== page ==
Many breach of contract court cases that the business litigation attorneys at Buffington Law Firm have handled derive from situations where our client entered into a contract where the parties agreed "to save money and not use lawyers..." The fact that our Firm later became involved probably tells you all that you need to know about how that turned out.
In the United States every mentally sound adult pretty much has the right to freely enter into a contract, so long as that contract is legal. The elements of creating a contract are defined in the California Civil Code as simply requiring: 1) offer; 2) acceptance; 3) consideration; and 4) a legal purpose. There is no requirement that the parties consult a lawyer or receive legal advice before entering a binding contract. What a great country!
Unfortunately, we live in a complex world where it is very easy for a person to enter into a contract that has hidden pitfalls that can have unsuspected and undesirable consequences. Common issues include:
- In a sale-of-business agreement, did the selling owners agree to a non-compete clause? Or is the well-liked former business owner planning on opening a competing business down the street from the new business owner?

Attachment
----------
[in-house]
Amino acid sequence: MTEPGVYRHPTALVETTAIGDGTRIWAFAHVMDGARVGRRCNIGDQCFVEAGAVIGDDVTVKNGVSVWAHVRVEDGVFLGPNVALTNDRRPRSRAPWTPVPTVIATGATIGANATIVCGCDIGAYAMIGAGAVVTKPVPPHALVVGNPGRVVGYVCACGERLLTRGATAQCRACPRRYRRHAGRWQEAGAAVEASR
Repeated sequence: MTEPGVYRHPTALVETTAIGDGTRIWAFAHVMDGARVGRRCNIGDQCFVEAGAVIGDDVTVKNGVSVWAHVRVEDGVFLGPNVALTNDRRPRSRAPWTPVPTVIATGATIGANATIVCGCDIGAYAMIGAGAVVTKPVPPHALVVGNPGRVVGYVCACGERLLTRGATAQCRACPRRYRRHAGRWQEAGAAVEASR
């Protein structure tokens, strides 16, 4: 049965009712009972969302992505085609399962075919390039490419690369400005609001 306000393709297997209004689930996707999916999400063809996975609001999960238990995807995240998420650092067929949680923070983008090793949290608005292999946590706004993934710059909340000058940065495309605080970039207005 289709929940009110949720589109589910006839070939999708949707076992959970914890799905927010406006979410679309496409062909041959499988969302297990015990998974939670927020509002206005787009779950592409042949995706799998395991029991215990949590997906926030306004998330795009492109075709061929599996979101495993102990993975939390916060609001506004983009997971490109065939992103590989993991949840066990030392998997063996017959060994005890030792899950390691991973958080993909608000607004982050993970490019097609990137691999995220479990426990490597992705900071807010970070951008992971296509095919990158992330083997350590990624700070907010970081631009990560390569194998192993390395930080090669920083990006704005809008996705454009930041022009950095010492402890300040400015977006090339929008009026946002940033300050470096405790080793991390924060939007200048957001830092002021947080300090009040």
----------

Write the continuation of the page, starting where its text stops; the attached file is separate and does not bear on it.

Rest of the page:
- In a shopping mall leasing contract, is there a provision prohibiting the mall from allowing more than one business of your type? Imagine the horror of a small boutique coffee shop when he or she finds out that the shopping center in which they have a ten-year lease intends to lease to a Starbucks next door to them in the mall.
- Does the contract, whatever it is, provide for attorneys fees, arbitration, or a particular venue? These can wildly change the nature of a contract and yet many laypersons do not understand what these provisions mean, or what their effects can be.
- And finally, who drafted the contract? The other side's unseen lawyer, perhaps? If so, what do you suppose this says about the possibility that the contract contains hidden pitfalls for the unrepresented party?
These are only a tiny sample of the issues with which Buffington Law Firm's breach of contract attorneys have encountered when trying to rescue a bad situation deriving from a bad contract. While it is everyone's right to enter into a contract without paying a lawyer to review it first, or help to draft it, this can be a very dangerous practice. Just as cars have become too complex for most of us to repair without involvement by a professional mechanic, the legal environment in California and elsewhere is such that it is usually unwise for a layperson to enter into a significant business transaction without a lawyer's involvement. Don't be "penny wise and pound foolish"! Often a few hundred dollars spent in having a lawyer review a contract before you enter into it can save you far greater amounts of money, and untold headaches down the road. Buffington Law Firm's experienced business attorneys will review your contract for a very reasonable fee. Call us today at 714-450-6568 for a free consultation.
If you are a corporation, you may be interested in our Corporate Counselor Program. For a very nominal monthly fee we will review your contracts before you sign them, as well as being available for other routine legal matters and questions.